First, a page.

Comparing even high quality traditional lenses, such as Schneider XL's, with the latest digital lenses it's clear that image quality with digital lenses is superior, especially at wide and medium apertures.

The trade-off seems to be that the smaller the image circle the higher the resolution. You can go even higher in image quality terms. for example with the Rodenstock Digital HR lenses, but then the image circle becomes a little too restrictive for my applications.
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ivan muller
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« Reply #5 on: September 06, 2006, 01:43:52 AM »
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hi Just wondering. If I understand it correctly the new digital lenses are optimised for the more open apertures i.e. 4.5, 5.6 etc. As far as i know and thinking back to the old brochures the film lenses optimum aperture was f22. I am talking about large format lenses. Using large format, the advantage was that you could use the movements and the aperture to get max sharpness. What I dont seem to understand is why the new digital lenses arent optimised at the smaller apertures, say f22? Generally I would think  most users of larger format lenses would want max depth of field with sharpness.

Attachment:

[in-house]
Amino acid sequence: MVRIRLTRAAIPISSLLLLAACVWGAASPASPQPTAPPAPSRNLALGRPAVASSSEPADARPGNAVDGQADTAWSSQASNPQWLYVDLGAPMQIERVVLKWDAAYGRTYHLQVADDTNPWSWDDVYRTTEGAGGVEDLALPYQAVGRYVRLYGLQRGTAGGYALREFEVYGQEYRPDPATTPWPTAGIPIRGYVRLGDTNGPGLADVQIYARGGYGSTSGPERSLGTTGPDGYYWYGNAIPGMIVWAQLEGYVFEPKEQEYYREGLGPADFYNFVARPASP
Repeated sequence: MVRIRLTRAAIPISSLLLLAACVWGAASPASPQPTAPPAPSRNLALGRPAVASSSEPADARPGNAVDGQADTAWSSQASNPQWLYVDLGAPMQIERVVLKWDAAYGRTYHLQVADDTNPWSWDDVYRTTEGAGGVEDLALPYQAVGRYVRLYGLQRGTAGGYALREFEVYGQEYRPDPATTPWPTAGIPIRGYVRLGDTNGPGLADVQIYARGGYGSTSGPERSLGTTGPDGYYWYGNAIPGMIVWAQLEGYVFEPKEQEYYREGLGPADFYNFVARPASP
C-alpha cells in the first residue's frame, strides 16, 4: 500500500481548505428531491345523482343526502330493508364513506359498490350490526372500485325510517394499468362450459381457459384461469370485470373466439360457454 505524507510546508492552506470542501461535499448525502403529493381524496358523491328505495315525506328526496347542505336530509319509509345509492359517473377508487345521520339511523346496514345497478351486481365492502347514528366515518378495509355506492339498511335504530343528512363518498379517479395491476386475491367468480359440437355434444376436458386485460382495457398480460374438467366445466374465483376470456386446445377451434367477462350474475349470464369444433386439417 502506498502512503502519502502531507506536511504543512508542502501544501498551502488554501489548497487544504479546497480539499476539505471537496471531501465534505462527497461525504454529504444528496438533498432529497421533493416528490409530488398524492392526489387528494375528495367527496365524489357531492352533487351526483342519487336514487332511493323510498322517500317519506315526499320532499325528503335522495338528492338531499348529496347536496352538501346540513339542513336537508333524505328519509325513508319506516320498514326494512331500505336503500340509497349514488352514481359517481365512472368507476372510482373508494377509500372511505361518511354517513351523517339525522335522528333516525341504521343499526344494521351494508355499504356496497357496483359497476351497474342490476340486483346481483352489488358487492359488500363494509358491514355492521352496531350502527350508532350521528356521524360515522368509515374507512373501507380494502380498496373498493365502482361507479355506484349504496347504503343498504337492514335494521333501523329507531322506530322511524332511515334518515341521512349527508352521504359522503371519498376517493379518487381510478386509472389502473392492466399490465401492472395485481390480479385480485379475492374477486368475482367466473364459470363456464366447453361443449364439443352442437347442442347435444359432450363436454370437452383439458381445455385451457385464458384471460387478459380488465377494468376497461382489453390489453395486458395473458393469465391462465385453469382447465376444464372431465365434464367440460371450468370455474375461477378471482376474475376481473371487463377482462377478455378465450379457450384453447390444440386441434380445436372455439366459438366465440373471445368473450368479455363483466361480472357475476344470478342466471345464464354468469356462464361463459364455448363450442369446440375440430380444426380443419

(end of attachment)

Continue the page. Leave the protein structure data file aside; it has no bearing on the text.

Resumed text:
Thanks Ivan
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ericstaud
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« Reply #6 on: September 06, 2006, 02:18:03 AM »
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"What I dont seem to understand is why the new digital lenses arent optimised at the smaller apertures, say f22? Generally I would think most users of larger format lenses would want max depth of field with sharpness.
Thanks Ivan"

Hello Ivan

Diffraction Limited is the key issue here.  Reading this web page is helpful...

http://www.cambridgeincolour.com/tutorials...photography.htm

Past F11 on my 33mp, 6x4.5 sensor with my digitars I am diffratction limited.  I gain corner sharpness and have less lens falloff when stopping down more, but the picture is softer in the center.